Role of sensorimotor areas in early detection of motor errors: An EEG and TMS study

Laura Maffongelli, Elisabetta Ferrari, Eleonora Bartoli, Claudio Campus, Etienne Olivier, Luciano Fadiga, Alessandro D'Ausilio

Research output: Contribution to journalArticlepeer-review

Abstract

Action execution is prone to errors and, while engaged in interaction, our brain is tuned to detect deviations from what one expects from other's action. Prior research has shown that Event-Related-Potentials (ERPs) are specifically modulated by the observation of action mistakes interfering with goal achievement. However, in complex and modular actions, embedded motor errors do not necessarily produce an immediate effect on the global goal. Here we dissociate embedded motor goals from global action goals by asking subjects to observe familiar but untrained knotting actions. During knotting an embedded motor error (i.e. the rope is inserted top-down instead of bottom-up during the formation of a loop) while not producing any immediate mistake, may strongly affect the final result. We found that embedded errors elicit in the observer specific early fronto-central negativity (120–180 ms). In a second experiment, we online administered exicitatory transcranial magnetic stimulation (TMS) over central (C3) or occipital (Oz) scalp locations, at the timing of the ERP components observed in the first experiment. C3 stimulation produced a significant improvement in embedded error discrimination performance. These results show that sensorimotor areas are instrumental in the early detection of embedded motor errors. We conclude that others’ embedded errors provide fundamental cues which, inserted within a complex hierarchical action plan, might be used by the observer to anticipate whether an action will eventually fail.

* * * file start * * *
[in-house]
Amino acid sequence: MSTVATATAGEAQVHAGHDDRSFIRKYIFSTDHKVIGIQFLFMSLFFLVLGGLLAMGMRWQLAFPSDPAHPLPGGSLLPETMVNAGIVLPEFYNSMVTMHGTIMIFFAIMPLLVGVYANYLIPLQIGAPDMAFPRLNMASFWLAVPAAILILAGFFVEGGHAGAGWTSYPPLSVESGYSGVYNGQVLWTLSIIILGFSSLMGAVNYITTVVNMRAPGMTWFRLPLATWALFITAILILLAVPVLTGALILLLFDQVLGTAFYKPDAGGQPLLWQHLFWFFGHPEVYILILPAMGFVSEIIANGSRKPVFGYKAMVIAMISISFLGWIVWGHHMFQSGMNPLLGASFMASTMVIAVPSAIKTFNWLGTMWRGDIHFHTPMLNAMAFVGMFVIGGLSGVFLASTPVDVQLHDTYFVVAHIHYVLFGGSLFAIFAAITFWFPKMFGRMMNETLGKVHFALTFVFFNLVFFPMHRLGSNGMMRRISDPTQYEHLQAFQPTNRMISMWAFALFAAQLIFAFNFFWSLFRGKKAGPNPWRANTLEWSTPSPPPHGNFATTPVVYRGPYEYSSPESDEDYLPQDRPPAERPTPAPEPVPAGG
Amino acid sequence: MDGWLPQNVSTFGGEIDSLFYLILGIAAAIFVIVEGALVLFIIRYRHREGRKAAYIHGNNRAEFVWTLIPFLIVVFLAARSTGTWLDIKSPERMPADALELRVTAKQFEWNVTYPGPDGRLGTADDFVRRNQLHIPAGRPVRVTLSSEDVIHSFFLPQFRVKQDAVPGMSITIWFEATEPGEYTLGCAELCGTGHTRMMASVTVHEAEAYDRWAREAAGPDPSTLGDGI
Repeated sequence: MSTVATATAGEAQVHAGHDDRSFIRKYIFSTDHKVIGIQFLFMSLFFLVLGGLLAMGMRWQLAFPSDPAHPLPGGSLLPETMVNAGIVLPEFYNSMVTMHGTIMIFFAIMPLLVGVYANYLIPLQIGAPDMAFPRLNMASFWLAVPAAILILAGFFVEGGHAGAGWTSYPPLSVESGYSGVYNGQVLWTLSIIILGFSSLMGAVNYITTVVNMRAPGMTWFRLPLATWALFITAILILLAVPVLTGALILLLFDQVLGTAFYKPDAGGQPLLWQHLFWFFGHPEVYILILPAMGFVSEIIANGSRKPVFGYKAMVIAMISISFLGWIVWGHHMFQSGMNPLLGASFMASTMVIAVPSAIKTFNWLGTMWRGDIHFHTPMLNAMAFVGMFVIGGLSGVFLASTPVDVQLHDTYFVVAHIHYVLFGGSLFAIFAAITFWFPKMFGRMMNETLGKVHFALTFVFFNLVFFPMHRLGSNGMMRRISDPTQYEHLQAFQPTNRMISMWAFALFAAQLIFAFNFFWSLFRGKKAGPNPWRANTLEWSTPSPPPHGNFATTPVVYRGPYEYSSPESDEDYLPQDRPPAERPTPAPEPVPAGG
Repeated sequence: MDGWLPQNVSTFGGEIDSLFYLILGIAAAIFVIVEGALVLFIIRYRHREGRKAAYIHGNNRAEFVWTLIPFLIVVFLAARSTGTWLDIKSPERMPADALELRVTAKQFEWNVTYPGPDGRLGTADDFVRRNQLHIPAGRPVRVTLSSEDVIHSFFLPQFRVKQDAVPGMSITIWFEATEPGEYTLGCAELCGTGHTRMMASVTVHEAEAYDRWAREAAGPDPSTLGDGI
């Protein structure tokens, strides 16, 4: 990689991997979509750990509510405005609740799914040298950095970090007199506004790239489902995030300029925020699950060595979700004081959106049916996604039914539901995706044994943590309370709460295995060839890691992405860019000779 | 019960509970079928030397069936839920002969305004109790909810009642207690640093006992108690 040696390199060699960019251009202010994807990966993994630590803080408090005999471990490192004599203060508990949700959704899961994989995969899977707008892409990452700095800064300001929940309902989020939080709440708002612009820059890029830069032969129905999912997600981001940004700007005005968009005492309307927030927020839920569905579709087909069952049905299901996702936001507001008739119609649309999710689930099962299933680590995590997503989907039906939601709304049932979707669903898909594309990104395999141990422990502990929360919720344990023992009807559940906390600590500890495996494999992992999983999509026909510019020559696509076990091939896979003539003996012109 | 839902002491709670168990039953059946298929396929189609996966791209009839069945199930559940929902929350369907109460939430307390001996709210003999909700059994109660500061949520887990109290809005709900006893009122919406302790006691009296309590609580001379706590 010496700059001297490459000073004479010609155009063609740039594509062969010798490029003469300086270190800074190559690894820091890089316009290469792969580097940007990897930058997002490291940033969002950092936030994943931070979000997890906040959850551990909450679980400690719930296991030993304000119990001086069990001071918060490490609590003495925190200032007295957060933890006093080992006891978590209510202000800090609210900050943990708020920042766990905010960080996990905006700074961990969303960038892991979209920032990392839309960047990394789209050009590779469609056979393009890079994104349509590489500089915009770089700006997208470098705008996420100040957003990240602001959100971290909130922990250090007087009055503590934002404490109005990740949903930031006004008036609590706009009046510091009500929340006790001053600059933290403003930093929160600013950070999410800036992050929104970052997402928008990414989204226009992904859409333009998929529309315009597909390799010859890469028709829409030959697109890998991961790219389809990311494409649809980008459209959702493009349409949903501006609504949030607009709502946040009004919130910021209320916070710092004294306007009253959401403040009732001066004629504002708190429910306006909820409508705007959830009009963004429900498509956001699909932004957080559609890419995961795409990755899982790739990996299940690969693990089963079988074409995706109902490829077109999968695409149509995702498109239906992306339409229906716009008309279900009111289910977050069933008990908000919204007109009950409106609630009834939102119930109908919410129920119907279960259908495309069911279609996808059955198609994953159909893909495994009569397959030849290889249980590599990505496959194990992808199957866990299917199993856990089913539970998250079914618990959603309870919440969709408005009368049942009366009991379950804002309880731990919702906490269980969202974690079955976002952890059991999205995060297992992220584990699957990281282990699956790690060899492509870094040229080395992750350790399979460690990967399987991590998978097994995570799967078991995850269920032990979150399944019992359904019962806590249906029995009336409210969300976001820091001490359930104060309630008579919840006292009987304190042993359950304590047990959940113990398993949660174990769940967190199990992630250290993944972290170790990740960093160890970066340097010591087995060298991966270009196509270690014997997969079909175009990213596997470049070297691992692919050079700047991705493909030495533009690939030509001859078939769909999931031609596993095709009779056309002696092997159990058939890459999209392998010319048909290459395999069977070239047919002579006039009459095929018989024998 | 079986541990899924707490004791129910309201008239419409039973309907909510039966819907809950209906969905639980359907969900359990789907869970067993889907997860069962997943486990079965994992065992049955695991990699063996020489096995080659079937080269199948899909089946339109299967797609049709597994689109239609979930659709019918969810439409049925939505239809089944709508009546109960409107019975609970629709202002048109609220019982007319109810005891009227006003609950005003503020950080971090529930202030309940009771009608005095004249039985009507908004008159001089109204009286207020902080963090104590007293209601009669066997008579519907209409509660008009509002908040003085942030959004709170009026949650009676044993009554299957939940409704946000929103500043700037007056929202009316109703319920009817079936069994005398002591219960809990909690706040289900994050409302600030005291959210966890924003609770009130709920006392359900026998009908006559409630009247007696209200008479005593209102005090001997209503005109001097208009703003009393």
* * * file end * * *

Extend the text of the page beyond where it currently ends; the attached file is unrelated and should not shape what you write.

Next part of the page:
Original languageEnglish
Article number112248
Number of pages10
JournalBehavioural Brain Research
Volume378
DOIs
Publication statusPublished - Jan 27 2020

Keywords

  • Action processing
  • Early negativity
  • ERPs
  • Observation of motor errors
  • TMS

ASJC Scopus subject areas

  • Behavioral Neuroscience

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